Google said Thursday will begin prominently labeling health care facilities that offer abortion services in its search and mapping products to help reduce confusion for women searching for nearby clinics that perform the procedure. The move follows pressure from Democratic lawmakers to reconsider their abortion-related search results in the wake of Roe v. Wade’s death.
As part of the update, Google will use labels like “provides abortions” and “may not provide abortions” to better distinguish results from abortion clinics, which provide medical care, and crisis pregnancy centers. The latter does not perform abortions and typically tries to persuade people not to terminate pregnancies, including trying to steer people seeking an abortion provider away from one.
To get confirmation that a place offers abortions, Google said it will either call businesses directly or use trusted data sources. The company did not explain what data sources, but said it already does so when users search for electric vehicle charging stations or a certain brand of COVID-19 vaccine.
Google’s move comes days after Yelp, one of its main competitors, made a similar policy change. It also follows dueling pressure from Democrats and Republicans over how Google should handle the issue.
In mid-June, a week before the Supreme Court overturned Roe v. Wade, more than 20 congressional Democrats wrote a letter to Google CEO Sundar Pichai. The letter urged the company to prevent searches for abortion clinics from returning results and ads that direct users to facilities that are genuinely opposed to the procedure, noting that it could put women’s health at risk.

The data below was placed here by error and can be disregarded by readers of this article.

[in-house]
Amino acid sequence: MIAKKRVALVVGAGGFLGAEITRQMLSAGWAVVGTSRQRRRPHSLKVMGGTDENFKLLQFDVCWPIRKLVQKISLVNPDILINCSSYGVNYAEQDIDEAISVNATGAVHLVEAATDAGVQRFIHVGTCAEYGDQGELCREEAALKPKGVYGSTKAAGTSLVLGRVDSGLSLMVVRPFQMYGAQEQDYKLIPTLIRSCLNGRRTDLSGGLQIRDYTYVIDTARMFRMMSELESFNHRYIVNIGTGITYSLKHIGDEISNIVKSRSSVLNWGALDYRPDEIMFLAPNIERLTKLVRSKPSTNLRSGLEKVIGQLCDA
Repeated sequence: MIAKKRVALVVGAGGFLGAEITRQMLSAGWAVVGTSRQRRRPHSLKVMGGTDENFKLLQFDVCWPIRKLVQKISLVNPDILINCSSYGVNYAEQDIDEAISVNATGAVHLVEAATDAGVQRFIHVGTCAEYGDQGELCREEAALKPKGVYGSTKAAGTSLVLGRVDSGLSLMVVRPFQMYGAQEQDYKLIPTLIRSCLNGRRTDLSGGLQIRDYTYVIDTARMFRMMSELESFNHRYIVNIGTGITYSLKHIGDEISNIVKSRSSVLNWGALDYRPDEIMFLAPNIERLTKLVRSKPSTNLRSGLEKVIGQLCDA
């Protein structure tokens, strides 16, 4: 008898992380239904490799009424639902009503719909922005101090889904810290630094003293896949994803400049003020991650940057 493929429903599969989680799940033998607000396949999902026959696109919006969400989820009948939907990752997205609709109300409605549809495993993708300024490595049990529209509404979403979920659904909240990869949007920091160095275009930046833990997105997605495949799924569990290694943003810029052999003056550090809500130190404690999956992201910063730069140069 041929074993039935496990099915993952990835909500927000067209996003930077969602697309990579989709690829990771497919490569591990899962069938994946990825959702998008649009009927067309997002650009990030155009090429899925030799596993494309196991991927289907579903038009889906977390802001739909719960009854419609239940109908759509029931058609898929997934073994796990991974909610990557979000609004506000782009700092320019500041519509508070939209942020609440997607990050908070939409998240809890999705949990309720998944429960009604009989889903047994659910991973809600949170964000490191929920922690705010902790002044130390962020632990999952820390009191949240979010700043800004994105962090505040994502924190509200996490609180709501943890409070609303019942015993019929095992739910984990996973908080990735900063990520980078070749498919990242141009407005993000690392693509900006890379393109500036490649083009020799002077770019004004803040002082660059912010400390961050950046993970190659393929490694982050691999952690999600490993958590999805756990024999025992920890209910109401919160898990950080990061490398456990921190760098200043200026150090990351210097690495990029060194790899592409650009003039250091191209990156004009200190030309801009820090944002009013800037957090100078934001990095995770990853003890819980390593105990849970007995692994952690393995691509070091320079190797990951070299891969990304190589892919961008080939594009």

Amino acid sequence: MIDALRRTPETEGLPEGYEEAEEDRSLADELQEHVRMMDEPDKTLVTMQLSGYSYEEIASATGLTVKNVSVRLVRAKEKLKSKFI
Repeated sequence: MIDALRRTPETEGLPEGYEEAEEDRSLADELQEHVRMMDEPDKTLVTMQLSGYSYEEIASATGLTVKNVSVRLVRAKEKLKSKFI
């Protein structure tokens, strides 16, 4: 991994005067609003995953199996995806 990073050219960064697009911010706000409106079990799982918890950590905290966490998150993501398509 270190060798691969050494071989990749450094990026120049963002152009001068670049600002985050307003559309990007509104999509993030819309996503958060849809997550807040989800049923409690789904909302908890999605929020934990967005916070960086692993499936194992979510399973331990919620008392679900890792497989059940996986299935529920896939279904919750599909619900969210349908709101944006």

The following month, 17 Republican attorneys general wrote a letter to Pichai urging otherwise. They argued that any move to suppress pro-life search results at the behest of Democratic officials would “violate the most fundamental principle of the American marketplace of ideas” and would also “actively harm women seeking essential assistance.”
Some Democratic lawmakers praised Google’s announcement on Thursday. “Importantly, this is not about silencing voices or restricting speech, this is about returning search results that accurately address a user’s query and provide them with information relevant to their searches,” Senator Mark Warner said in a statement.
In the two months since the Supreme Court struck down Roe, Google has also been pressured to make other changes to protect women seeking abortions.
In July, the company said it would begin removing users’ location history for visits to abortion and fertility clinics, among other destinations. Google also said it would add an option for Fitbit users to mass delete their menstrual data. (The Google-owned fitness tracker previously gave users the option to delete period tracking data on a record-by-record basis.)